This is an archived article and the information in the article may be outdated. Please look at the time stamp on the story to see when it was last updated.

Lincoln is telling its dealers to invest in upgrades to sell electric cars or bail out of the brand now.

Details of the policy, which appears similar to what parent Ford is doing with its dealers, were first reported by Automotive News (subscription required), but were confirmed to Motor Authority by Lincoln spokesperson Anika Salceda-Wycoco.

Lincoln is offering its dealers the option to enroll in one of two tiers based on their market size. Dealers in the top 130 markets will be expected to invest just under $900,000 on upgrades to sell EVs; all other dealers will be expected to spend just under $500,000.

Lincoln L100 ConceptLincoln L100 Concept

Some of that money will go to charging infrastructure, including both DC fast-charging stations and Level 2 AC stations. The amount of charging stations will be determined by the dealership tier.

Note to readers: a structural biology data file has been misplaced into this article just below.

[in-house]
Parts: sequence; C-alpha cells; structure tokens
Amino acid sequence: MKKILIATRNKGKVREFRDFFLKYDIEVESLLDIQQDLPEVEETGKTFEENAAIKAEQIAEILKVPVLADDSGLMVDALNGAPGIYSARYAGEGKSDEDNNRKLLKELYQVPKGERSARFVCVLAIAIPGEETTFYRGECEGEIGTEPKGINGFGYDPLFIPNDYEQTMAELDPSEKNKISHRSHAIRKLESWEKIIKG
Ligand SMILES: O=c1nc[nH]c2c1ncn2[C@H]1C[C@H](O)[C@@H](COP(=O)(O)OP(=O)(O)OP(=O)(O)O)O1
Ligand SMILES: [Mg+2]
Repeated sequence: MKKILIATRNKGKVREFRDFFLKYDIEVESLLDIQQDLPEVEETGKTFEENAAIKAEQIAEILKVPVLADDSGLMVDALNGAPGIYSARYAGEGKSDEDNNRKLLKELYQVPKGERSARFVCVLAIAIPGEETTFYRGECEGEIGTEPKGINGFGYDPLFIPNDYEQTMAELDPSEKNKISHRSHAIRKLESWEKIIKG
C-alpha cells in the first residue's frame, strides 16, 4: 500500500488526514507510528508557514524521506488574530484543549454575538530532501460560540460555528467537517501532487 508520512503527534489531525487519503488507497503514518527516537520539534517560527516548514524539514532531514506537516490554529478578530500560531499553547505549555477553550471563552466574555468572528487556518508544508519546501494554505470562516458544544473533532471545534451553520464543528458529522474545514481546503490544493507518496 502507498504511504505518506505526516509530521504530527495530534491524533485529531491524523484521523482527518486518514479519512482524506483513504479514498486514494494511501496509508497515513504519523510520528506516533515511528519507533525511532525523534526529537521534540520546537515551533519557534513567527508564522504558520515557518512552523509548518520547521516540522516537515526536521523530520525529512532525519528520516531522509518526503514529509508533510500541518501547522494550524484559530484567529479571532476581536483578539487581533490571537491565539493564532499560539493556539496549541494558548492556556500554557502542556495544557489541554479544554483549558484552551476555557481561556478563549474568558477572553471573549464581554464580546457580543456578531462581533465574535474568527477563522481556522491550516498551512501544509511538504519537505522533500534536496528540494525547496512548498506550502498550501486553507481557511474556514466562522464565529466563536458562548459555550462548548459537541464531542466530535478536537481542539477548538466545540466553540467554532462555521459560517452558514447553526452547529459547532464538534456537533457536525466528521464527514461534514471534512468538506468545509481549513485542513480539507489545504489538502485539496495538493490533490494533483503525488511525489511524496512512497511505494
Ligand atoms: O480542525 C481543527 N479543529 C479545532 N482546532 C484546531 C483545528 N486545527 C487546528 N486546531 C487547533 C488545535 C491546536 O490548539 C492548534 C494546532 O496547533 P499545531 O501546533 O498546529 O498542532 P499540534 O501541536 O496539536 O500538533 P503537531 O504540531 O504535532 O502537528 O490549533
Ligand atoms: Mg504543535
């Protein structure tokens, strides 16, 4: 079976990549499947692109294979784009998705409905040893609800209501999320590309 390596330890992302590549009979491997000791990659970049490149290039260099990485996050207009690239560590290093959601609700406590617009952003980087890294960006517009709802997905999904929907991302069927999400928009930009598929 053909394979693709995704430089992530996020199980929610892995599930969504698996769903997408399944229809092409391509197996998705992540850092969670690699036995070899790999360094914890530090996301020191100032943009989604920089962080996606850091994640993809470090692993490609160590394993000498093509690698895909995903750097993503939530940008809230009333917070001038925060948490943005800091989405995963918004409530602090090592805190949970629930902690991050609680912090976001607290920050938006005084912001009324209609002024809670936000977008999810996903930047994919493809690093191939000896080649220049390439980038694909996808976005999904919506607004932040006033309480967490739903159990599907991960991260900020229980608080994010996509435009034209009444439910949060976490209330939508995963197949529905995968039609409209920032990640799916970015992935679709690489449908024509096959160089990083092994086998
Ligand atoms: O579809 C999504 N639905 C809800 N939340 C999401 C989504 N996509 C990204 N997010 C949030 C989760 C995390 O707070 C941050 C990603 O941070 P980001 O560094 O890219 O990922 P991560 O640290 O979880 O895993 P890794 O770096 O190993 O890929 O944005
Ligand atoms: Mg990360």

Dealers will also have to agree to non-negotiable pricing, a single point of contact for customers, and a greater online presence for sales and service.

Those dealers that accept these terms can enroll starting this month. The enrollment period runs through December 15. After that date, dealers won’t have another opportunity to return to the Lincoln brand until a second enrollment period opens in 2026.

2023 Lincoln Corsair2023 Lincoln Corsair

Dealers that opt out of either enrollment period will have to stop selling Lincolns when the brand shifts to EVs. Lincoln will unveil its first EV later this year, expected to be an all-electric version of the Aviator. Four more will reportedly follow by 2026, including an electric Navigator, on the way to an all-EV lineup by 2026.

Elements of Lincoln’s dealer plan, such as non-negotiable pricing, tier-based EV investments, and enrollment periods, carry over from the plan recently discussed by parent Ford’s Model E electric business unit. Lincoln’s showrooms and service centers will remain separate from Model E stores.

General Motors offered buyouts to Cadillac dealers that didn’t want to get onboard with that brand’s EV shift, without about one-third opting to give up their franchises rather than sell EVs, which would also require some level of added investment. GM is offering Buick dealers buyouts as well, with both brands expected to be all-electric by the end of the decade.

Related Articles